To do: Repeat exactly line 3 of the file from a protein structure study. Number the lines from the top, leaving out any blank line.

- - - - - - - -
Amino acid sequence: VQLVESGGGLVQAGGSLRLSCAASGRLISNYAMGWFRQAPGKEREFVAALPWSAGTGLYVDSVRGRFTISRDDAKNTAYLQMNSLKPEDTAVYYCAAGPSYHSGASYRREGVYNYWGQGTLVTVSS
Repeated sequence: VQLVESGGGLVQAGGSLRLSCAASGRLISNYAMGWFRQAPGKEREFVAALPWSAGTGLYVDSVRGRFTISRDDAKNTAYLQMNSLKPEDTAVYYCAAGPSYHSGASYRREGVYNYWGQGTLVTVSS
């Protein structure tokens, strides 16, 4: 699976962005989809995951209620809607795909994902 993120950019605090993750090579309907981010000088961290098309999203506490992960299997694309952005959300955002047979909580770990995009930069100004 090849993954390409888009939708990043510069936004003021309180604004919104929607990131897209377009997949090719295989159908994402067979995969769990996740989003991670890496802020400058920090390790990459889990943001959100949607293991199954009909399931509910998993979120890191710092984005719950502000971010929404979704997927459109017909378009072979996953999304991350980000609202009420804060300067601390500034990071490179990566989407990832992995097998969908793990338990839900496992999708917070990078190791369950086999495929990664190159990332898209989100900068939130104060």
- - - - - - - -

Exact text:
């Protein structure tokens, strides 16, 4: 699976962005989809995951209620809607795909994902 993120950019605090993750090579309907981010000088961290098309999203506490992960299997694309952005959300955002047979909580770990995009930069100004 090849993954390409888009939708990043510069936004003021309180604004919104929607990131897209377009997949090719295989159908994402067979995969769990996740989003991670890496802020400058920090390790990459889990943001959100949607293991199954009909399931509910998993979120890191710092984005719950502000971010929404979704997927459109017909378009072979996953999304991350980000609202009420804060300067601390500034990071490179990566989407990832992995097998969908793990338990839900496992999708917070990078190791369950086999495929990664190159990332898209989100900068939130104060």